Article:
June 2005

New UPMC McKeesport Services Described at McKeesport Hospital FoundationÕs 28th Annual Invitational Luncheon
Foundation Has Raised More than $1.7 Million for Hospital Since 1977
by John Fries

UPMC McKeesport President Ronald H. Ott stood at the lectern in the Kelly Conference Center, which stands adjacent to the hospital. He looked positively elated as he accepted the microphone from the man who provided his introduction, Hugh Coughanour, president of the McKeesport Hospital Foundation. He then made the announcement that more than 30 people had assembled to hear: since 1977, more than $1.7 million has been raised for the hospital by the Foundation.

He went on to describe how the Foundation has played a major role through the years in supporting growth at the hospital, adding that expansion continues to take place.

"In the past year alone", he said, "significant enhancements have been made in the hospitalÕs outpatient, and also inpatient areas."

Among the services added over the past year are magnetic resonance imaging (MRI), a suite for minimally invasive surgical procedures, and medical oncology and radiation oncology services, including IMRT technology.

In addition, Ott said that enhancements are planned for the hospitalÕs cardiology and nuclear medicine departments. This means that, as UPMC McKeesport continues to grow, so do the benefits for the communities served by the hospital. "These new services enable people to stay close to home and receive the whole continuum of care services."

A look inside the hospital confirms the busy year the McKeesport Hospital Foundation has had. And fundraising is only part of it; for the past few years, the Foundation has also been playing a major leadership role with the local State Health Improvement Program initiative, which was profiled previously in these pages.

Each year, the Foundation supports the hospital through money generated by numerous events, including a fashion show, tennis and golf outings, and other projects that take place throughout the year. Michele Baich Matuch, executive director of the Foundation, provides the organizational guidance under which committees are formed, plans are made, and events take place. As funds are raised, the Foundation determines how they should be disbursed.

The Invitational provides an annual opportunity for hospital executives, medical staff members, civic leaders, and invited members of the business community to get a detailed recap.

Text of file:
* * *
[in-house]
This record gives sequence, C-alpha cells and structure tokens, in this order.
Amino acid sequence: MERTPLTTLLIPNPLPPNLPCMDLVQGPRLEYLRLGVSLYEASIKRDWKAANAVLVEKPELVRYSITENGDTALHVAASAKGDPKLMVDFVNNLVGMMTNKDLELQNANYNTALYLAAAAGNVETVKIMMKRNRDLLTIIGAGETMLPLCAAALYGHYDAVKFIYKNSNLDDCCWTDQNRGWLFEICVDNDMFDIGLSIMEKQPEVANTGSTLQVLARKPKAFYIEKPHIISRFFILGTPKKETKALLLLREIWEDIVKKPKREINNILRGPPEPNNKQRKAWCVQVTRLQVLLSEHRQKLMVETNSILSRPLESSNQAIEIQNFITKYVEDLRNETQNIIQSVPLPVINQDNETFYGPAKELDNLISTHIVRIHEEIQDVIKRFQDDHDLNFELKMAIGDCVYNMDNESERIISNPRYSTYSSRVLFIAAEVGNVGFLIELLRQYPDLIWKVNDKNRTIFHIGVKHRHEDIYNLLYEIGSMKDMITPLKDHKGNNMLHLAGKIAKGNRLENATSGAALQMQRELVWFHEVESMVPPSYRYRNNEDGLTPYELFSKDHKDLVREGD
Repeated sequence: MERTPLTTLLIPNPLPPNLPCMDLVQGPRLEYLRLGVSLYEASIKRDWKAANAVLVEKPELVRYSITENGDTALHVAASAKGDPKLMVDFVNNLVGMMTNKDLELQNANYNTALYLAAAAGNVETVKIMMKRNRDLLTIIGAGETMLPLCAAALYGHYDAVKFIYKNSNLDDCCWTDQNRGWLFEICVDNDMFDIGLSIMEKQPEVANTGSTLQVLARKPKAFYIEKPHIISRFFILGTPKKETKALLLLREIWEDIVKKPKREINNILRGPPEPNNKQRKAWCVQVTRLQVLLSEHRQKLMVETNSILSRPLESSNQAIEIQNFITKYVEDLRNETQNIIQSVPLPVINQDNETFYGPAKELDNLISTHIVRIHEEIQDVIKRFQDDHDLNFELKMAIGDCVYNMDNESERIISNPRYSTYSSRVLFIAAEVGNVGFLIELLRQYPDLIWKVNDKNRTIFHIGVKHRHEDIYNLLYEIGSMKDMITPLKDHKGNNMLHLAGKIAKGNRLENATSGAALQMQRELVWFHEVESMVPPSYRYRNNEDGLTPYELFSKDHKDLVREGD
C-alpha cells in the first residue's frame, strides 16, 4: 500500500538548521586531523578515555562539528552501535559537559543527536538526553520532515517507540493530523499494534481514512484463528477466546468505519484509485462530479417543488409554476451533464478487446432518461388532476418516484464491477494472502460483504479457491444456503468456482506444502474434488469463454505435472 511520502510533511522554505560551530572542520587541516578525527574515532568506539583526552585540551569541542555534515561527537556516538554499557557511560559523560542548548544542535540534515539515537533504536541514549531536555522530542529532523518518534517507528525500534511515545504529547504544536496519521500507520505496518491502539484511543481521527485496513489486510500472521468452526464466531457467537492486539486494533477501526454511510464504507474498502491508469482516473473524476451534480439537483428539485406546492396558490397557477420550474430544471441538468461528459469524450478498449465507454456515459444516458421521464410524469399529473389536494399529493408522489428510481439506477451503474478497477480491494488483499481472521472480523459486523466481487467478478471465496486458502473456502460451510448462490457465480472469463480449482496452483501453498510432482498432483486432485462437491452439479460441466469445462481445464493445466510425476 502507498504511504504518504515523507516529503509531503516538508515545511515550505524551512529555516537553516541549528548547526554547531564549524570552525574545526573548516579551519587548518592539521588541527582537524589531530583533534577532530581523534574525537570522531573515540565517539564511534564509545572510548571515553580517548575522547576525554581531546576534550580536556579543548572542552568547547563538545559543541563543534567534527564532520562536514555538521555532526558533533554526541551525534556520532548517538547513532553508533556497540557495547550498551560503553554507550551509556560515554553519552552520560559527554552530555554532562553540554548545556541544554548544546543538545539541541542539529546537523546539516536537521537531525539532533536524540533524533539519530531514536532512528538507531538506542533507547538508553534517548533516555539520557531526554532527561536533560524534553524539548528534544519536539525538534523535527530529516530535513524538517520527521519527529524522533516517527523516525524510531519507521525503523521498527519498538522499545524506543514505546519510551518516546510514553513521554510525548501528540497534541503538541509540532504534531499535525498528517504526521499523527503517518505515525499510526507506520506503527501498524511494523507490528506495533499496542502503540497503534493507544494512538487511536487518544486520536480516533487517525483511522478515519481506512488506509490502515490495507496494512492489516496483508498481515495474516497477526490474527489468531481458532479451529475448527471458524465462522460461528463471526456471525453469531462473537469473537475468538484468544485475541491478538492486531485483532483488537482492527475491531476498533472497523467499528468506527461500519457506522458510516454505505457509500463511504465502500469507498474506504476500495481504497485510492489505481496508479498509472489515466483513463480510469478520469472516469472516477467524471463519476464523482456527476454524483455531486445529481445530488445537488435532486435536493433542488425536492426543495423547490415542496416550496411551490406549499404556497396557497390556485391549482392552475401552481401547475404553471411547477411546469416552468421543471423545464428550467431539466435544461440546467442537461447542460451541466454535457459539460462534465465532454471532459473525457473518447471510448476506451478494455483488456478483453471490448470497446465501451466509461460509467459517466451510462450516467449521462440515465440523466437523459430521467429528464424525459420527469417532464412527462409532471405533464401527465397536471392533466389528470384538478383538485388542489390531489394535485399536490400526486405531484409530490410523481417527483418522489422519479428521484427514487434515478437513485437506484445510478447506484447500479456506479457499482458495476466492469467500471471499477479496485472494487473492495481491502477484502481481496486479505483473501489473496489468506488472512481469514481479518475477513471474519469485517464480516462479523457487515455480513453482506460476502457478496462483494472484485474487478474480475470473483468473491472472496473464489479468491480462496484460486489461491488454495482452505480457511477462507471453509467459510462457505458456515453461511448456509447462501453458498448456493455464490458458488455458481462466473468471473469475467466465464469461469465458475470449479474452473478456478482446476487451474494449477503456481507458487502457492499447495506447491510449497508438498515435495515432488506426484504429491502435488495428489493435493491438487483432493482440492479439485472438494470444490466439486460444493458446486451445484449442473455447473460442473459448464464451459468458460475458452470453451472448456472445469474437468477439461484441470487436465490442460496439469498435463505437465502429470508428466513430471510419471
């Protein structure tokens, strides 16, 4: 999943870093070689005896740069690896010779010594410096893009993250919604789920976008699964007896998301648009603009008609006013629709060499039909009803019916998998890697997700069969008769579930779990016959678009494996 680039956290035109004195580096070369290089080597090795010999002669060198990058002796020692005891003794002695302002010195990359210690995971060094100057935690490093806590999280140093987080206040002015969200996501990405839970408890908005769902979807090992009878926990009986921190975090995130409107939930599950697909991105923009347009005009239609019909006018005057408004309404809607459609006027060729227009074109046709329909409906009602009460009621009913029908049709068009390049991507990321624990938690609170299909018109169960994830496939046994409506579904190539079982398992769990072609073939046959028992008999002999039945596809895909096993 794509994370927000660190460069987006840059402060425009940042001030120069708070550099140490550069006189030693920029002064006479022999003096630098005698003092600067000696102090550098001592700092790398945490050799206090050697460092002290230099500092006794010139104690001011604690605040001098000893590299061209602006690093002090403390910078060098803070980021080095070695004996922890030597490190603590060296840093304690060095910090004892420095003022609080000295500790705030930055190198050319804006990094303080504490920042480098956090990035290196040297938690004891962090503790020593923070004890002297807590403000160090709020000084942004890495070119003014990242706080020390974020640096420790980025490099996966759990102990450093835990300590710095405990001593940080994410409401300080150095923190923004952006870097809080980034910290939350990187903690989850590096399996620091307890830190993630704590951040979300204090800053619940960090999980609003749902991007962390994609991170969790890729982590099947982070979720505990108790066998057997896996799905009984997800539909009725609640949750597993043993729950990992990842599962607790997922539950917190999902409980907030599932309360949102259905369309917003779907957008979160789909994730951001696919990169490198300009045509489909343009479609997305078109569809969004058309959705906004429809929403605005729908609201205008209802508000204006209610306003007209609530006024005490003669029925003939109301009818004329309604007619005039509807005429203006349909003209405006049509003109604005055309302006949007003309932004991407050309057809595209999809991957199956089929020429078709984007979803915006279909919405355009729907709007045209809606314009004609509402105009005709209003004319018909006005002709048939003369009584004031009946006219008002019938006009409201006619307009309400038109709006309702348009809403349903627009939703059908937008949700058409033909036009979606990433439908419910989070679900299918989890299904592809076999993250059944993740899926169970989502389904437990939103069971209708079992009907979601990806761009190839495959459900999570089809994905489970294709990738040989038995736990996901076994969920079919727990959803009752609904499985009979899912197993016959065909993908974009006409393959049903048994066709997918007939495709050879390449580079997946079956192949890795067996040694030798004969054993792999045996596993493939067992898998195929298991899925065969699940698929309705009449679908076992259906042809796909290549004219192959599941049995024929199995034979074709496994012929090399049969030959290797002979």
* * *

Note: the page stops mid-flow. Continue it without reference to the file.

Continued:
Robin Lane, the hospitalÕs unit director for operation services, spoke at the Invitational, thanking the Foundation for its support in developing a state-of-the-art, minimally invasive surgery unit.

"The hospital now has capabilities second to none in this area," said Lane as slides flashed on a giant screen, showing photos of the new suite. In addition to the fact that itÕs ergonomically designed, itÕs configured so that lights and video monitors descend from the ceiling, and all the tools and instruments needed by the surgical staff are right at their fingertips.

Dr. Geoff Bloomfield, a surgeon at the hospital, showed slides of what minimally invasive surgery actually looks like, via pictures taken by a tiny camera within patientÕs bodies. Included were images taken during abdominal, colon, chest, orthopedic, and head and neck procedures.

"We use standard surgical tools that are mounted onto tubes. This provides us with the opportunity to perform surgery with less pain, a faster recovery time, better cosmetic outcomes, and fewer complications. "We appreciate the McKeesport Hospital FoundationÕs support," he said, echoing LaneÕs praises, "because what theyÕve done for us allows us to move forward into the future and attract new surgeons."

Next, Emergency Medical Specialist Miles Darby spoke briefly about the financial support provided by the Foundation for EMS initiatives. "Over 600 people each day die of cardiac arrest," he said. "WeÕve placed 20 automatic external defibrillators (AEDs) in the community, in areas that donÕt have medical service nearbyÑchurches, the YMCA, the police and fire department. This is so treatment can begin before EMS personnel arrives on the scene."

Saying that "IÕve never met anyone like Michele, who is so energetic and helpful with community initiatives," he added that the FoundationÕs grant allowed the hospital to provide funding to 10 local ambulance services. "Each of them submitted plans for consideration, " he said. "Most of the money was used for equipment upgrades and enhancements. Many of them upgraded their monitors so physicians can see heart infarctions more quickly. Some of the money was used to provided community education, like CPR and first aid classes."

Over the years, the McKeesport Hospital Foundation has provided funding for a wide range of hospital needs, including cardiac catheterization services, a state-of-the-art CT scanner and radiology equipment, and graduate medical education programs. Much has also been contributed to community education initiatives.

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Copyright © 2005 by John Fries, Pittsburgh, PA.
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